The generation that came of age in the 1960s in some ways never seems to leave the decade. Or stop listening to its music. With Bob Dylan's emergence, that music was radically redirected. Thoughtful social commentary was in. The questions now were of peace and war. The answers were found blowing in the wind.
If flashback-to-the-sixties radio, along with rock bands still touring their old hits, seems to suggest a genre and even a generation trapped in a time warp, the ongoing evolution of Dylan's music does not. His Time Out of Mind album (which won the Grammy award for album of the year—1997) has been critically hailed as his most important work in years. It's common for successful performers to return to the recording studio many years after the pinnacle of their careers and show they have survived. Dylan did so, and showed, to some, that he had grown. Not that his vocals are nearer any traditional standard. But some feel the poetry has deepened. If Dylan was once labeled the voice of a generation, he may still voice what that generation now contemplates, what it yearns for.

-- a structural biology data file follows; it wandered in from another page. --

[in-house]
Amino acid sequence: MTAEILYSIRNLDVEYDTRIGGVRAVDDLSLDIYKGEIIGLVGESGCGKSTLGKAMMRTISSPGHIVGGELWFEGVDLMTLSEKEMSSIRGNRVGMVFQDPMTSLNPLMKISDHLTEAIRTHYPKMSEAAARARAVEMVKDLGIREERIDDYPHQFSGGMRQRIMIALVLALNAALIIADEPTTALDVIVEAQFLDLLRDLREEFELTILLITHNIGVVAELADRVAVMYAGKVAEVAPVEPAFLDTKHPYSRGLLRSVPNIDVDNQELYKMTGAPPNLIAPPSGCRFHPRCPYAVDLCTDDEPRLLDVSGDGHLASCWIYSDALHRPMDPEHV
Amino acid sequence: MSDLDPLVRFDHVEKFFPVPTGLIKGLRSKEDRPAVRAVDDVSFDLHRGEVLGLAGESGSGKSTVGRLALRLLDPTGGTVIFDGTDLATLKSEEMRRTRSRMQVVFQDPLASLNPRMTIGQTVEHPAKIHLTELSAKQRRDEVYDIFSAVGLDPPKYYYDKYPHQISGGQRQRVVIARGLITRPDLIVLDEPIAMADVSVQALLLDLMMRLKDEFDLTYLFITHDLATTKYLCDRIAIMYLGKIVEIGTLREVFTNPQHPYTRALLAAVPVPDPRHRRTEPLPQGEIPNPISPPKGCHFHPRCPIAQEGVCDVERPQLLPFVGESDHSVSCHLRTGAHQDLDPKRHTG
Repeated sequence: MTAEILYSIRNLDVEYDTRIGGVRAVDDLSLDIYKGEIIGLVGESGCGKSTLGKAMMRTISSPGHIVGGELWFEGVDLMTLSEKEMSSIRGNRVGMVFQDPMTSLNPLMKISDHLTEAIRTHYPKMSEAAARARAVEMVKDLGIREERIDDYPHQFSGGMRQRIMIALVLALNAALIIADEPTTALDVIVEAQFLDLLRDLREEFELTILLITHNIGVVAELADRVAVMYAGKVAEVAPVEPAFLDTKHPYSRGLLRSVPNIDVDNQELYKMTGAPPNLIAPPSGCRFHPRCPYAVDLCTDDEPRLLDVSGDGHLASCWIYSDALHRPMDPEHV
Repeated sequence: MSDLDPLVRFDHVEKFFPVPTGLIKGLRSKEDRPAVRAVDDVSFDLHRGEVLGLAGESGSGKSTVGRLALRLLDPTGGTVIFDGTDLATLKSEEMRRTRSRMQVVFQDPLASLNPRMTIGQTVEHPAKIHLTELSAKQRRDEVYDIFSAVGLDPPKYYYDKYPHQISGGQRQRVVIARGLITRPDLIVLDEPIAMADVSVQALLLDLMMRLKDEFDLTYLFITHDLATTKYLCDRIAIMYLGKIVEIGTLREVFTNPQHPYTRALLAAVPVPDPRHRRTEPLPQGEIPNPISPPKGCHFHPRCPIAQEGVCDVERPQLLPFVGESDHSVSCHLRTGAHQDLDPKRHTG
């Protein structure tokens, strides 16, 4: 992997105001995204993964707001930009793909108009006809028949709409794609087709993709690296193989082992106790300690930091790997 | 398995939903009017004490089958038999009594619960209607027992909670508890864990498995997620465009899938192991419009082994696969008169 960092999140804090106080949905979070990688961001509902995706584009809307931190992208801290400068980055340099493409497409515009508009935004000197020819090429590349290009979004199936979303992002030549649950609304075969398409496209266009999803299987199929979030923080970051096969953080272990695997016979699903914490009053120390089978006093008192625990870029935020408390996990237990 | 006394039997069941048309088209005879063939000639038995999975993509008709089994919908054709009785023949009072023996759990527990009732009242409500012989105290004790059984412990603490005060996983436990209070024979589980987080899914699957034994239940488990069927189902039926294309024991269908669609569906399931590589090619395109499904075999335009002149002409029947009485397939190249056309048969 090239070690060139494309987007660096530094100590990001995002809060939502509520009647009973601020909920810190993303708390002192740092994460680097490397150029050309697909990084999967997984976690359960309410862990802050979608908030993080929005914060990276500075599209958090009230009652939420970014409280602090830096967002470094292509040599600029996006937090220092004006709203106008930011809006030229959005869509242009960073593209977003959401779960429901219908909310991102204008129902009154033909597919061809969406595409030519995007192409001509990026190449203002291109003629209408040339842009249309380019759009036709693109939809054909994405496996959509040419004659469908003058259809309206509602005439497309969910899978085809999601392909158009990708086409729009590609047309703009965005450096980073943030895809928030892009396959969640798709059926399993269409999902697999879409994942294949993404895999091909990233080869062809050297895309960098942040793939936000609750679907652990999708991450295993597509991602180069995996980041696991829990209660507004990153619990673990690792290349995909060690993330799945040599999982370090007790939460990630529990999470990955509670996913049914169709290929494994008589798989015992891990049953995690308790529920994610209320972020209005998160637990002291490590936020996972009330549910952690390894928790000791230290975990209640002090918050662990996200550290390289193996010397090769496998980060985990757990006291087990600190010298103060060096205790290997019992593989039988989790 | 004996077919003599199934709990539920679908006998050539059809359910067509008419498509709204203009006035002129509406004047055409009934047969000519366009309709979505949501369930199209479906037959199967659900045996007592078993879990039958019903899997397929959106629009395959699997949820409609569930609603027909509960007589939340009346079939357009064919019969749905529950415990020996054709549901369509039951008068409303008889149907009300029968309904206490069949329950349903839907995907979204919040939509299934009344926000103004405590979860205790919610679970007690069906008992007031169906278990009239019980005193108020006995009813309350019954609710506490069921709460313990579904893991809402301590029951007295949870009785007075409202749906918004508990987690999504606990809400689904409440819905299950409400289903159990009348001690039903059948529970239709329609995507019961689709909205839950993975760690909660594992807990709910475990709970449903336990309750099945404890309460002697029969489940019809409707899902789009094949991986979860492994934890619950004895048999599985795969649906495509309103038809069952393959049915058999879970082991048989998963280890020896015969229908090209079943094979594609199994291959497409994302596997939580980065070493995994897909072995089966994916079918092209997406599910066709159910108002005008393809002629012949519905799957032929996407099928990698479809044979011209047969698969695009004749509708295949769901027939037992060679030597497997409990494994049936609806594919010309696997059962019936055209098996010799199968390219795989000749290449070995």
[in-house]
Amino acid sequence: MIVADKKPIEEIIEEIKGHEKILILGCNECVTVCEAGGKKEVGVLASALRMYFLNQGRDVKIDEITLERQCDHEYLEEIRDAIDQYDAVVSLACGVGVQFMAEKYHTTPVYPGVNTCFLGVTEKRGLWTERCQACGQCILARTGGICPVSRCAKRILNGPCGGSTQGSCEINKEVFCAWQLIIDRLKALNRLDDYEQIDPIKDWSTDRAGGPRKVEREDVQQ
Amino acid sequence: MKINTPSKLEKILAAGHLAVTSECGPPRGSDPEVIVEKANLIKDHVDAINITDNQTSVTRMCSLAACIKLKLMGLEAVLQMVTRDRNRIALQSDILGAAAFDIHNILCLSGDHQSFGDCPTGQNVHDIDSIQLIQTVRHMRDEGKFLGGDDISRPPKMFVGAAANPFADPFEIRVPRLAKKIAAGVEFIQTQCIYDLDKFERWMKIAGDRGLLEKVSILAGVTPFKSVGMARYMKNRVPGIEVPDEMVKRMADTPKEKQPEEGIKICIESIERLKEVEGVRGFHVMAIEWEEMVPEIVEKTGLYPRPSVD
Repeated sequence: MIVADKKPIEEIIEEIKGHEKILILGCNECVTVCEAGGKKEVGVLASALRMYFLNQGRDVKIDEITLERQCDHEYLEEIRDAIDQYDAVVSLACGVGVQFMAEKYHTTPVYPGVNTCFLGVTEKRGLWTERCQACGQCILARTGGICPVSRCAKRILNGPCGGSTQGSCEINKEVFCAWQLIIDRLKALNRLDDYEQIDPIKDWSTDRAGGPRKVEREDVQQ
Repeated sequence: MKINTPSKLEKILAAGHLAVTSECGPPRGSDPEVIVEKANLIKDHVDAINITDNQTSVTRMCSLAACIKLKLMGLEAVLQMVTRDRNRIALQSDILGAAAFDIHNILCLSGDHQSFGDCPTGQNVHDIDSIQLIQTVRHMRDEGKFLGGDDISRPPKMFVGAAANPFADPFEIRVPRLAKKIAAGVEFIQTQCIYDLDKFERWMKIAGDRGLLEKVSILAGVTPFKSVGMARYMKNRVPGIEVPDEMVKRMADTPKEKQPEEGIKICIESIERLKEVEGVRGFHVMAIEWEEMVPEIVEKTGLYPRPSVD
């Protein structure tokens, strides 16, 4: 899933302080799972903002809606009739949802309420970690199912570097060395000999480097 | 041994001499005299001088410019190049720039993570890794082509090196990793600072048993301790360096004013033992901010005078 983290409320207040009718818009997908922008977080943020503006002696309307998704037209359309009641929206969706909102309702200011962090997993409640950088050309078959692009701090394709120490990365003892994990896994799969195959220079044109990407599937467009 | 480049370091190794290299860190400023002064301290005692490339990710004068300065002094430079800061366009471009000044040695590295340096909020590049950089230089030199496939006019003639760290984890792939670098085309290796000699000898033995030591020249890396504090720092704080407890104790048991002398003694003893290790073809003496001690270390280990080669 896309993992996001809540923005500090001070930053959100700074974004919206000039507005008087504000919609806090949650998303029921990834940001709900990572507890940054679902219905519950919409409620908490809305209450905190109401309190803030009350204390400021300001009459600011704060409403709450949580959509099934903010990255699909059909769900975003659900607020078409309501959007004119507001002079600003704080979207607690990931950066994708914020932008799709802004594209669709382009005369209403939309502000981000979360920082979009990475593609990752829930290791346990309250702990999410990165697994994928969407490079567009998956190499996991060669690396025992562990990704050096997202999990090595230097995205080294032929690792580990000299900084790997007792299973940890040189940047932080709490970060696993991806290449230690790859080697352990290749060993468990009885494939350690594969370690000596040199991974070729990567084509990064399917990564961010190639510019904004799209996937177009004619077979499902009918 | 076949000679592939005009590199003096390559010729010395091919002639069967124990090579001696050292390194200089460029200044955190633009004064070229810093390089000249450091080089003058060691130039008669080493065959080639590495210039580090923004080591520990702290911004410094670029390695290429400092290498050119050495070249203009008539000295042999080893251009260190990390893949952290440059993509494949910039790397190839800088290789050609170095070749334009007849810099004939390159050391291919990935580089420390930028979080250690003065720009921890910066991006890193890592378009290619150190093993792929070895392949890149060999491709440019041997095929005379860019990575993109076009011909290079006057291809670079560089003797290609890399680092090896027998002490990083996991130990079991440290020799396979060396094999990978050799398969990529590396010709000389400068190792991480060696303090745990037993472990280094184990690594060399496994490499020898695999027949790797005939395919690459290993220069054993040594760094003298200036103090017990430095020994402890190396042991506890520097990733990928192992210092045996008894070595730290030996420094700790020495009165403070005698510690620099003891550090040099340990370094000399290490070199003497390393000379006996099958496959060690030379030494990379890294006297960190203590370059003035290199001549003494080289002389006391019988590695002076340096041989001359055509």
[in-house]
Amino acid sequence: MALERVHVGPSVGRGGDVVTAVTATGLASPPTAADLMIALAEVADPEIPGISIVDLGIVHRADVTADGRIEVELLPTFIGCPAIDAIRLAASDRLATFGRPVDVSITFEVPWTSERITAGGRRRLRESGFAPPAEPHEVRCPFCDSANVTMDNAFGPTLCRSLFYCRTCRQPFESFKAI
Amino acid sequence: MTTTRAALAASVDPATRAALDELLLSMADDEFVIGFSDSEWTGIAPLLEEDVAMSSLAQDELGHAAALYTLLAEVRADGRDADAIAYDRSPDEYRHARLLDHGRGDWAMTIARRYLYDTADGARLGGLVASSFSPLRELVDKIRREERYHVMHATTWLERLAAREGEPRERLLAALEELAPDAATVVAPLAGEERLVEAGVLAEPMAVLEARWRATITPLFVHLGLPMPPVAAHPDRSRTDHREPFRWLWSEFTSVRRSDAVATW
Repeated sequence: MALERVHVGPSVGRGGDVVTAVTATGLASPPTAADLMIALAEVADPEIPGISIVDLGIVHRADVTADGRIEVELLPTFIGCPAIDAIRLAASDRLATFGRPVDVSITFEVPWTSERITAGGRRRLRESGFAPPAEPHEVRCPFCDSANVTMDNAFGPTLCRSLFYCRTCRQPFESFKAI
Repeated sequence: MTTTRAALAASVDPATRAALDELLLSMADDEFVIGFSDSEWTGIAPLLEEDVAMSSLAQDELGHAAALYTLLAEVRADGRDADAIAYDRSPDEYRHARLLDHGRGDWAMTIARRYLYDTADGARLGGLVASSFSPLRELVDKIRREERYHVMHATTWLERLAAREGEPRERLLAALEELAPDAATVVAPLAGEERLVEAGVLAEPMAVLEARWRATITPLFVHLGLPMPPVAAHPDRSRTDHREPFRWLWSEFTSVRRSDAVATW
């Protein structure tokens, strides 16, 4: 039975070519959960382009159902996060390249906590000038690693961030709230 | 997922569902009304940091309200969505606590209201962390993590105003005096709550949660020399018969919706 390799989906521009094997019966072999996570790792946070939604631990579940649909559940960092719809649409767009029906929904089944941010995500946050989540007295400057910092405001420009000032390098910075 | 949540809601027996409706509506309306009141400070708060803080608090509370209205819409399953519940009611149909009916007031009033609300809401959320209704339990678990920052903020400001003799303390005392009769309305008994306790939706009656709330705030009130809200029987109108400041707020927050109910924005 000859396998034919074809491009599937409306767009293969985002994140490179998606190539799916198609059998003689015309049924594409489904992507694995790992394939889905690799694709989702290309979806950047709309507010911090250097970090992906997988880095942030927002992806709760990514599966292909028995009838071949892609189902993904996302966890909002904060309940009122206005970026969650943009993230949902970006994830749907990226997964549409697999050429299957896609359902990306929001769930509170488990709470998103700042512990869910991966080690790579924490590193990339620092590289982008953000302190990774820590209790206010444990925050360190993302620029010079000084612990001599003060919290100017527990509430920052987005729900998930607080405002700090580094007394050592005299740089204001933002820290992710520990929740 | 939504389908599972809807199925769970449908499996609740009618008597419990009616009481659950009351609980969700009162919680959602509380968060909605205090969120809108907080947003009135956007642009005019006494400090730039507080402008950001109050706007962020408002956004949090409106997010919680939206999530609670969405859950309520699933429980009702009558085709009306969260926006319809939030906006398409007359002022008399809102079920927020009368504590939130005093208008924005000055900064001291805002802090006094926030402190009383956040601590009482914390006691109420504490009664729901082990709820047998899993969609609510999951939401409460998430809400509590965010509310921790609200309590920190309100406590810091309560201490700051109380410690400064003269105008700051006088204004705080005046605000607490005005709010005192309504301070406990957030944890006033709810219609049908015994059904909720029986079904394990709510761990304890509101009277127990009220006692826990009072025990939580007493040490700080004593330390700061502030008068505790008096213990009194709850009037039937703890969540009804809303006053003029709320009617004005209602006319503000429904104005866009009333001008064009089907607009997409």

The intensely personal, shared by an artist, at times becomes the universal. That's true with this album. Religious themes—the mercy of God, trying to get to heaven, praying for salvation—mingle with reflections on the limits aging seems to put on the once unbounded aspirations of youth.